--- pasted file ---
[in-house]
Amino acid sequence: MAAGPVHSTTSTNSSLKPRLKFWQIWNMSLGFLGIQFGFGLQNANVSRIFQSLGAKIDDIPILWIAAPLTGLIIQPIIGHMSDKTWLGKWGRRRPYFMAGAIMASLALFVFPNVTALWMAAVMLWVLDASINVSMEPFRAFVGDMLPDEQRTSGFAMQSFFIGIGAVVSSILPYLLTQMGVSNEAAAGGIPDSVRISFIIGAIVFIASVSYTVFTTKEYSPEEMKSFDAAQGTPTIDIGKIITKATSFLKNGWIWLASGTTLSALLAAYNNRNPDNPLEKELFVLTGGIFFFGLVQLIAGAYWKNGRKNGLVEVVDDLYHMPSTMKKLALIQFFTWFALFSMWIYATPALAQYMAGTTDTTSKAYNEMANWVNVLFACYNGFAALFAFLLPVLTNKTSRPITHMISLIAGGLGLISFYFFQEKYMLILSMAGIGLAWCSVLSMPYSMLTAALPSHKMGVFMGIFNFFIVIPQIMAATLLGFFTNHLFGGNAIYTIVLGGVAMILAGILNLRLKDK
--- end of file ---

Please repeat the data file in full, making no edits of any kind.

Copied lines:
[in-house]
Amino acid sequence: MAAGPVHSTTSTNSSLKPRLKFWQIWNMSLGFLGIQFGFGLQNANVSRIFQSLGAKIDDIPILWIAAPLTGLIIQPIIGHMSDKTWLGKWGRRRPYFMAGAIMASLALFVFPNVTALWMAAVMLWVLDASINVSMEPFRAFVGDMLPDEQRTSGFAMQSFFIGIGAVVSSILPYLLTQMGVSNEAAAGGIPDSVRISFIIGAIVFIASVSYTVFTTKEYSPEEMKSFDAAQGTPTIDIGKIITKATSFLKNGWIWLASGTTLSALLAAYNNRNPDNPLEKELFVLTGGIFFFGLVQLIAGAYWKNGRKNGLVEVVDDLYHMPSTMKKLALIQFFTWFALFSMWIYATPALAQYMAGTTDTTSKAYNEMANWVNVLFACYNGFAALFAFLLPVLTNKTSRPITHMISLIAGGLGLISFYFFQEKYMLILSMAGIGLAWCSVLSMPYSMLTAALPSHKMGVFMGIFNFFIVIPQIMAATLLGFFTNHLFGGNAIYTIVLGGVAMILAGILNLRLKDK